Data collection was done through semi-structured interviews. Data were collected from January to March 2017. Date, time and venue of interviews were at the convenience of respondents. Interviews lasted between 60 min and 90 min. The interviews focused on experiences by undergraduate nursing students placed in selected teaching hospitals in Ghana. Questions asked during interview sessions included the following: 1. Describe experiences of clinical supervision in wards of this hospital. 2. Describe your experiences with learning the nursing process in wards of this teaching hospital. 3. Describe the advantages of placement in this teaching hospital. 4. Describe your experience in learning physical examination in this hospital. Additional interview questions can be found in the attached file (Additional file 1). All interviews were conducted in English by authors. Probes were used to elicit detail understanding into experiences of undergraduate nursing students in teaching hospitals. A tape recorder was used in recording interviews. Verbatim transcription was done by authors. Transcripts were password protected to ensure confidentiality. All copies of data were saved on a pen drive purposely acquired for study purposes. Participants were identified with codes to ensure confidentiality and anonymity.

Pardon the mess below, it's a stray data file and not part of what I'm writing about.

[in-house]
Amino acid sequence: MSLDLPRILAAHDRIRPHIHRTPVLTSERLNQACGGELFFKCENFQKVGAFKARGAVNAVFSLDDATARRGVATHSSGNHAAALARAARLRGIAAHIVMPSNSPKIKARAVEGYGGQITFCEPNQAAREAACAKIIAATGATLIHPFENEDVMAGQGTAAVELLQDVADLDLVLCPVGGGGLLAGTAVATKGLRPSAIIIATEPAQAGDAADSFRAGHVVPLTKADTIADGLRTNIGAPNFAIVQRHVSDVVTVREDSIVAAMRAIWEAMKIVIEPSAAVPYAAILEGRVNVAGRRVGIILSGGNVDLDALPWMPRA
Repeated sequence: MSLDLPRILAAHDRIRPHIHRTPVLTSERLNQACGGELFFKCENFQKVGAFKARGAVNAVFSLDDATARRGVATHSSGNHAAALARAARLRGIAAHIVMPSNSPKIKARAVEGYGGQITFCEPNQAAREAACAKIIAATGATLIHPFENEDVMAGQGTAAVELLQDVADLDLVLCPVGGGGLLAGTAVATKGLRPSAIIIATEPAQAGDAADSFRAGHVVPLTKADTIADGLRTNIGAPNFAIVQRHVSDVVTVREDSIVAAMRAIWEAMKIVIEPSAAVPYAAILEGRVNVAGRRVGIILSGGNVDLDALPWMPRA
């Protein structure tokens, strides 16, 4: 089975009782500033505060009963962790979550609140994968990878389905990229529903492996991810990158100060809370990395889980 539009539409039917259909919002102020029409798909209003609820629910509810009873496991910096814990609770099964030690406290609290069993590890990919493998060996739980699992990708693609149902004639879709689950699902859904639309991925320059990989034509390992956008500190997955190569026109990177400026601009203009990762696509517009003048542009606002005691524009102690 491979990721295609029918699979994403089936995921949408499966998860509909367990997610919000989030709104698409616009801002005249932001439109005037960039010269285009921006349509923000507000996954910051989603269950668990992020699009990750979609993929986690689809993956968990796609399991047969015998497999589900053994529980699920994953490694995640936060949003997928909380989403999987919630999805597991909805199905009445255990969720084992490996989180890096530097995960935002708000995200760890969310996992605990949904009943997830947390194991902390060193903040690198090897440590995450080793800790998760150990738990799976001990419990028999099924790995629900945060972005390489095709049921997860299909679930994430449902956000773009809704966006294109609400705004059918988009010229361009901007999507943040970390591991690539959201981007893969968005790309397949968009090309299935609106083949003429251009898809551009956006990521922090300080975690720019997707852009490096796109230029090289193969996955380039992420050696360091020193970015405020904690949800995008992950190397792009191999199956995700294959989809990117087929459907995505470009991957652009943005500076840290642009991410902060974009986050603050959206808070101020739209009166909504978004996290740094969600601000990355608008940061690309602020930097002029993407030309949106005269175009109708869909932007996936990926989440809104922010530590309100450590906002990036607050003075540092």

Data analysis was conducted with thematic content analysis. Data were analysed manually by the research team. Holloway and Wheeler’s  data analysis pattern was used during data analysis. This pattern takes the following form; validating recorded data, transcribing data, cleaning and coding data. Codes were found during readings of transcripts. Similar codes were used to create families and similar families grouped together as themes .
Trustworthiness in this study was ensured by member checking and peer debriefing during data analysis. Member checks and peer briefings facilitated understandings into the participants’ experiences within the teaching hospital facility. Field notes and transcripts were also discussed among the research team to ensure correct interpretation of data.